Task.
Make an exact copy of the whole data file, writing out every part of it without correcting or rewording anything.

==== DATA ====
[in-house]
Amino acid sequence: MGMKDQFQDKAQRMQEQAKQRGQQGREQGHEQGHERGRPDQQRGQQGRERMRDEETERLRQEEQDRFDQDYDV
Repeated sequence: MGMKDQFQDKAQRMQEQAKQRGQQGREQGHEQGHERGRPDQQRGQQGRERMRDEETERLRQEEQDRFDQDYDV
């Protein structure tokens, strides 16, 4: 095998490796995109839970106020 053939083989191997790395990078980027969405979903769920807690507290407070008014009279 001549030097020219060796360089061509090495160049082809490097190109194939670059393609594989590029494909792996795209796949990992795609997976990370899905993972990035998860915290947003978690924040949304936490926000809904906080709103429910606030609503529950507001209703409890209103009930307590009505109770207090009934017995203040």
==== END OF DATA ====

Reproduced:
[in-house]
Amino acid sequence: MGMKDQFQDKAQRMQEQAKQRGQQGREQGHEQGHERGRPDQQRGQQGRERMRDEETERLRQEEQDRFDQDYDV
Repeated sequence: MGMKDQFQDKAQRMQEQAKQRGQQGREQGHEQGHERGRPDQQRGQQGRERMRDEETERLRQEEQDRFDQDYDV
């Protein structure tokens, strides 16, 4: 095998490796995109839970106020 053939083989191997790395990078980027969405979903769920807690507290407070008014009279 001549030097020219060796360089061509090495160049082809490097190109194939670059393609594989590029494909792996795209796949990992795609997976990370899905993972990035998860915290947003978690924040949304936490926000809904906080709103429910606030609503529950507001209703409890209103009930307590009505109770207090009934017995203040």